|Master of Science (Qualifying)||1999|
|The Changing Size and Shape of Australian Women|
|Kathleen M. Berry|
|Department Anatomical Sciences
University of Adelaide
Secular trends in body size and shape of Australian women have been investigated. Biological characteristics of the human body size and shape have over the centuries undergone a number of clearly visible changes. These changes do not necessarily occur in any one direction and may differ from country to country. This study compares the data obtained by measuring the size and shape of 100 Australian women with those reported previously on the same parameters. The data from these studies are compared to present day data, used in the clothing design and production industry. Up to the present time no scientific anthropometric survey has been conducted for Clothing Standards in Australia. The current Australian Standard sizing system, for Womens garments is based on outdated United States data.
Anthropometry as a science provides the quantitative tool for describing the size and shape of the body. Associated with anthropometry is typology, which as a classificatory system, has over the centuries been used to classify the shape and physique of the human body. Various systems of typology are discussed.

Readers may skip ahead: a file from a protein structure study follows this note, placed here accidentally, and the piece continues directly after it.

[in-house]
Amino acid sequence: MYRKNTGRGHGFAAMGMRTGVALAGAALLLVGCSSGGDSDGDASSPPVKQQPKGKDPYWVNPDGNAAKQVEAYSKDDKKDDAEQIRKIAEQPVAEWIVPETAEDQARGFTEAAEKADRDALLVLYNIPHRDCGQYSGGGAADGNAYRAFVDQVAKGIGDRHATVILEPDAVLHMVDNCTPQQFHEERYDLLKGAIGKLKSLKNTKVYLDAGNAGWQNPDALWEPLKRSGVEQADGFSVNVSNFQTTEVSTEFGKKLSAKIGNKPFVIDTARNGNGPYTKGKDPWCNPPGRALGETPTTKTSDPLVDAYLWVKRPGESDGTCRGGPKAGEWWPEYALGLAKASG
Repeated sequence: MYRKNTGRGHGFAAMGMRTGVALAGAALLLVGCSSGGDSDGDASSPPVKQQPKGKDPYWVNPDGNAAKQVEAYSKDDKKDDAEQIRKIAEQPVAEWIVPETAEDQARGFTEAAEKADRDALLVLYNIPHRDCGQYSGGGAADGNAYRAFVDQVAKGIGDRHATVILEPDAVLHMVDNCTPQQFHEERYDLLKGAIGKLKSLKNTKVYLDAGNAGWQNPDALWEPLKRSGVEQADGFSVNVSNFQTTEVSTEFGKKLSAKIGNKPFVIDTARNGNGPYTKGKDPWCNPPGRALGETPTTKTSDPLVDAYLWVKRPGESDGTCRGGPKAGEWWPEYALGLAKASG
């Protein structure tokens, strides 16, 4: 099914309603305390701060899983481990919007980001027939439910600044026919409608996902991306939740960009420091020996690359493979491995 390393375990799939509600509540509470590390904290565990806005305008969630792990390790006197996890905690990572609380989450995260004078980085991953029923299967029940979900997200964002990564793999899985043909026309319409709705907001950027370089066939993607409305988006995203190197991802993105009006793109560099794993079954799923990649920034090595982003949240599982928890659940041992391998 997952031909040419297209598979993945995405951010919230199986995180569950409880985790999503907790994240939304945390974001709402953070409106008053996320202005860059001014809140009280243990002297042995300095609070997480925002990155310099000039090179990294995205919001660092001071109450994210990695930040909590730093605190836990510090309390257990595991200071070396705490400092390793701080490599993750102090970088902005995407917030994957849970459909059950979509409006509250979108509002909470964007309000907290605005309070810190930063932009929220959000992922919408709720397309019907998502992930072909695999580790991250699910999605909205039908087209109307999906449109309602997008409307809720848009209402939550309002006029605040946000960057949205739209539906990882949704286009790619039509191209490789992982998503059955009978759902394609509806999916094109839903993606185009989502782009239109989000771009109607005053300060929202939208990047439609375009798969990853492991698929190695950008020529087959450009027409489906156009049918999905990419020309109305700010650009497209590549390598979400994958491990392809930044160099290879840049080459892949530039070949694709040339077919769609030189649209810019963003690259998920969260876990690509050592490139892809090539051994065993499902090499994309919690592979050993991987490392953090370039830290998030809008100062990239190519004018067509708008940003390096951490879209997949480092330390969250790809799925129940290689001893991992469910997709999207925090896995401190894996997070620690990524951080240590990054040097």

Three body measurements were extracted from a larger study of female participants aged between 18 and 74 years. A sample of 100 women in the selected age group and varying socio-economic status took place in the survey. Anthropometric techniques were applied in the data collection. The participants wore close fitting cotton stretch vests over their own undergarments.
Body Mass Index and the newly formed Conicity Index, was used in the study to estimate degrees of fatness and weight increase. The Australian Bureau of Statistics (1998) classifications of Body Mass Index categories were used. It was found that the Body Mass Index of the average participant fell within the upper end of the acceptable weight classification. A system of rating the Conicity Index values (Muller et al. 1996) was used to assess body fat distribution of participants. It was found that the value of conicity for the average women exceeded the recommended value.
An analysis of Australian, American and British data showed a small increase in height whereas there was a significant increase in weight.
The present Australian Standard size-coding scheme for womens garments is outdated, and this contributes to the inconsistencies in the sizing system used in the production of womens garments in Australia. It would appear that the size and shape of Australian women is changing. An anthropometric survey of the Australian population is required to ascertain the present size and shape of the population.
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